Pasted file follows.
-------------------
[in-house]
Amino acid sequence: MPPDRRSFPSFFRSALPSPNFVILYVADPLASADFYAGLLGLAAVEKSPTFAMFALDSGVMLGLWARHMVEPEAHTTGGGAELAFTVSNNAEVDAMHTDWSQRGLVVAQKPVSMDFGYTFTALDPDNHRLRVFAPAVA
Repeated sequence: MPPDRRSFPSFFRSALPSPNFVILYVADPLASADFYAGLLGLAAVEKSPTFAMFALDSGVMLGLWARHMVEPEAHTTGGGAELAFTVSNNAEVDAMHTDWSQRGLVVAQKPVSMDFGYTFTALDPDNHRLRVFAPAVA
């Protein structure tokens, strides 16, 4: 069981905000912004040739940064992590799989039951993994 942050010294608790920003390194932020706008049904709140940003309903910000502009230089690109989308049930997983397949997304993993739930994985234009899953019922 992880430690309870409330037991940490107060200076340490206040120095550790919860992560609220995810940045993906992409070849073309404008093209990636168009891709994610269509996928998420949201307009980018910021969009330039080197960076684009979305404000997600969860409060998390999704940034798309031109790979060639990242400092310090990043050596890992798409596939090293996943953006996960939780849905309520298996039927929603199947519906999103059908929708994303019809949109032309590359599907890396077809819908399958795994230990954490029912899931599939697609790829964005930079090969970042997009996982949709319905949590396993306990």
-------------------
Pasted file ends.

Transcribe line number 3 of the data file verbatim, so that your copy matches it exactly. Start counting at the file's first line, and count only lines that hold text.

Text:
Repeated sequence: MPPDRRSFPSFFRSALPSPNFVILYVADPLASADFYAGLLGLAAVEKSPTFAMFALDSGVMLGLWARHMVEPEAHTTGGGAELAFTVSNNAEVDAMHTDWSQRGLVVAQKPVSMDFGYTFTALDPDNHRLRVFAPAVA